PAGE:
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He said he should have listened to his gut

Former Intel CEO and longtime employee Paul Otellini had his last day yesterday, and after 40 years of employment with the chipmaker, his only major regret was missing out on the iPhone.

Otellini, who became Intel CEO in 2005, said he was disappointed that he passed up the opportunity for Intel to make chips for the iPhone back before the device's 2007 release. It was his one truly regretful moment during his long career with Intel, and the one time he decided not to go with his gut instinct. 

"We ended up not winning it or passing on it, depending on how you want to view it," said Otellini. "And the world would have been a lot different if we'd done it. The thing you have to remember is that this was before the iPhone was introduced and no one knew what the iPhone would do... At the end of the day, there was a chip that they were interested in that they wanted to pay a certain price for and not a nickel more and that price was below our forecasted cost. I couldn't see it. It wasn't one of these things you can make up on volume. And in hindsight, the forecasted cost was wrong and the volume was 100x what anyone thought."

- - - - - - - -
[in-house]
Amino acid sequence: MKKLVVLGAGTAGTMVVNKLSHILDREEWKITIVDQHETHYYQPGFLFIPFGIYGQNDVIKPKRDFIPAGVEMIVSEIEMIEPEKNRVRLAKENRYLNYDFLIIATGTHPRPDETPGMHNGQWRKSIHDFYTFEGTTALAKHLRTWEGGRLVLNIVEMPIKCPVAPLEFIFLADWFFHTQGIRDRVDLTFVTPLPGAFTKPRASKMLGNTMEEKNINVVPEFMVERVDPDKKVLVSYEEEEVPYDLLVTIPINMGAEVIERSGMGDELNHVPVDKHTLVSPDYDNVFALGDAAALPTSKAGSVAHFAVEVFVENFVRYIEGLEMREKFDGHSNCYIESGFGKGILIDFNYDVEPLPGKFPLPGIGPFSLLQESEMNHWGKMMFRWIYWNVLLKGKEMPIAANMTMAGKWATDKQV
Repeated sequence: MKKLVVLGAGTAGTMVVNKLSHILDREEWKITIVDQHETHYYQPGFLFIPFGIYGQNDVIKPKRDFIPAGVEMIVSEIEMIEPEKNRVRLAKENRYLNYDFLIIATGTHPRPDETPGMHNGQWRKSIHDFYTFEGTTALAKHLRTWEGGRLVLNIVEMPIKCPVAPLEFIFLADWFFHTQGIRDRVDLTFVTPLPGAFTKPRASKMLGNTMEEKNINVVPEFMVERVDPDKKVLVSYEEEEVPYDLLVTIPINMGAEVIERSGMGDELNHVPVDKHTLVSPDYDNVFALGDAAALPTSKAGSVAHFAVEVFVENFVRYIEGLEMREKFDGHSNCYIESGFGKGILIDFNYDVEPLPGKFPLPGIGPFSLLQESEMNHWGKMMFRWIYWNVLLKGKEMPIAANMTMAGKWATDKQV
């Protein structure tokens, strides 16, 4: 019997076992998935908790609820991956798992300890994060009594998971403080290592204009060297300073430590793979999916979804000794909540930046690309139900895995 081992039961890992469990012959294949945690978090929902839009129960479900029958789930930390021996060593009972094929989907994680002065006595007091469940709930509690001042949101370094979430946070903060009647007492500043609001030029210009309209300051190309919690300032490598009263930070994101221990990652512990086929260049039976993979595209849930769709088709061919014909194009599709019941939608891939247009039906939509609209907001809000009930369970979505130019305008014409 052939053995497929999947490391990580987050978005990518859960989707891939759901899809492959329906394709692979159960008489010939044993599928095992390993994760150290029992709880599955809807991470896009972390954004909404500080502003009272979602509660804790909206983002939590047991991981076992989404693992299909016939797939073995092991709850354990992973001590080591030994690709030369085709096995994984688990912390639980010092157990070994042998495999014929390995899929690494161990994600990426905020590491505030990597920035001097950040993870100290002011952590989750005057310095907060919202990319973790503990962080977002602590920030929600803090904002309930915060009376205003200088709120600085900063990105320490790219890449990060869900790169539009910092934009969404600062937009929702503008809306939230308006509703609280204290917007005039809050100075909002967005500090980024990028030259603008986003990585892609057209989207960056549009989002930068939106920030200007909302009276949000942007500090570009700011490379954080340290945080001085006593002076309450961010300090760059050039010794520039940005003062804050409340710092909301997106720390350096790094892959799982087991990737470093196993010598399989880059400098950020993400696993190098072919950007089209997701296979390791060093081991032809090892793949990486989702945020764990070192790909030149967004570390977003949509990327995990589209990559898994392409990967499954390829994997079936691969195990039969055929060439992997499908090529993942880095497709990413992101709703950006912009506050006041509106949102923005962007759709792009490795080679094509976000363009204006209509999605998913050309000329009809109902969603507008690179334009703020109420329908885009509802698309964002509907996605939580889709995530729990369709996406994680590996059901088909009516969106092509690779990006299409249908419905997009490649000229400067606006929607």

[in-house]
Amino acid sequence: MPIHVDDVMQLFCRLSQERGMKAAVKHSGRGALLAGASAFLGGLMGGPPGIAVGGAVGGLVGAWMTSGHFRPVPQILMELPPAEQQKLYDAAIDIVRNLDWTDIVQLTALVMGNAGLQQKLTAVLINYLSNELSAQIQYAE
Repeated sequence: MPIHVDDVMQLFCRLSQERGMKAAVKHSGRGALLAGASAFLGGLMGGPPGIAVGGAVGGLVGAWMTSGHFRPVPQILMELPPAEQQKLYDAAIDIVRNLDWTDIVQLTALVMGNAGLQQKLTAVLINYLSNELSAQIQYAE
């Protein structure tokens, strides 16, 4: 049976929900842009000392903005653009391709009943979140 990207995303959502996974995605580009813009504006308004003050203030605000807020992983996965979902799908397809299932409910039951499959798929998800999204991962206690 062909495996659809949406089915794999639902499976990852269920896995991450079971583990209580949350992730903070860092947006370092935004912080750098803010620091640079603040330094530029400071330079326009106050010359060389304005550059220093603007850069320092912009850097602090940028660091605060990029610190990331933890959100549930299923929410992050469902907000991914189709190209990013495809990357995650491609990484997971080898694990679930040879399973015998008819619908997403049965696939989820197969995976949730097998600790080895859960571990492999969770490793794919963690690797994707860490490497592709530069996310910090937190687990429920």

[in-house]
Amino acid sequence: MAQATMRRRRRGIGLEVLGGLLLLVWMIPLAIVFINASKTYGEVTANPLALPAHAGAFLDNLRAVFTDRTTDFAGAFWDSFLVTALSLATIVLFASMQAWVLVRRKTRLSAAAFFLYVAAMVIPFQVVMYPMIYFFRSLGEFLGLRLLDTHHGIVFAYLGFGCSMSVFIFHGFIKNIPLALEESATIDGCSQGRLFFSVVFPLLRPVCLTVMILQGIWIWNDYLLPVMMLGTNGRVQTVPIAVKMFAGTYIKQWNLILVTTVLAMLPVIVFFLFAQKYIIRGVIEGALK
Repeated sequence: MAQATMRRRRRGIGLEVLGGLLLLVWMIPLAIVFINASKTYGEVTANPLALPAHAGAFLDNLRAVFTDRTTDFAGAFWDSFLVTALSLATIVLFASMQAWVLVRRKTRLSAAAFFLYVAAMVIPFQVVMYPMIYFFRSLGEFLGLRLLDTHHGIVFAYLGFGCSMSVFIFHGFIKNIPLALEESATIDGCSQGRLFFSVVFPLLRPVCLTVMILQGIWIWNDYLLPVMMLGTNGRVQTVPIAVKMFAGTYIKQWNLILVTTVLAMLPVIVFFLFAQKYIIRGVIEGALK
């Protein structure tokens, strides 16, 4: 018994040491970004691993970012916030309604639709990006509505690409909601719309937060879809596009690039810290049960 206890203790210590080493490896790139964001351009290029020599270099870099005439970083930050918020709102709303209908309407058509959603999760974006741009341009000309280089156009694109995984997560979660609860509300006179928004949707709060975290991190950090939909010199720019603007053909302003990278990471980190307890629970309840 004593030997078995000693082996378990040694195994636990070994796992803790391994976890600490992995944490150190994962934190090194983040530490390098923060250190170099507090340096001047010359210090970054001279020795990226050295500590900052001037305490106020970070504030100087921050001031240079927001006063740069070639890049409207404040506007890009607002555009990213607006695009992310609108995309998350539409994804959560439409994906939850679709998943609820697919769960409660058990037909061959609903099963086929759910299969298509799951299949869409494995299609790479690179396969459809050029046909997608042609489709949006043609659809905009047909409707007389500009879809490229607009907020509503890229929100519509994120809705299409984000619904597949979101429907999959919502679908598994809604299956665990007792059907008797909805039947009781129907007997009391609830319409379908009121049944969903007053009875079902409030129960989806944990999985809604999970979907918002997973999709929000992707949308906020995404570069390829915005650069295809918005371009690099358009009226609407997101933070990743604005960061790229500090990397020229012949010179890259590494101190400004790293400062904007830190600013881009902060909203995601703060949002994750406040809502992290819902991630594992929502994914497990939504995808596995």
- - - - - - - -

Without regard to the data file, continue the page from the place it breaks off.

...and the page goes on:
Apple's early iPhones ended up having processors made by Intel's rival, ARM. ARM certainly jumped on the mobile processor bandwagon quickly, making the crucial transition from traditional PCs to the exploding mobile sector. 

"The lesson I took away from that was, while we like to speak with data around here, so many times in my career I've ended up making decisions with my gut, and I should have followed my gut," said Otellini. "My gut told me to say yes."

Paul Otellini

While Samsung (Apple's main hardware rival in the mobile industry) has been manufacturing most of Apple's smartphone and tablet processors for years, the two are looking to split after nasty patent wars and increased competition have broke out between the two. 

At the Consumer Electronics Show (CES) earlier this year, Samsung's President of LSI business Stephen Woo said that it's crucial for the South Korean electronics maker to focus on alternatives to Apple when it comes to the chip sector.

This being the case, Apple has reportedly been in talks with Intel again to manufacture its chips for iPhones and iPads. This could lessen Apple's reliance on Samsung and help Intel leap further into the mobile processing sector.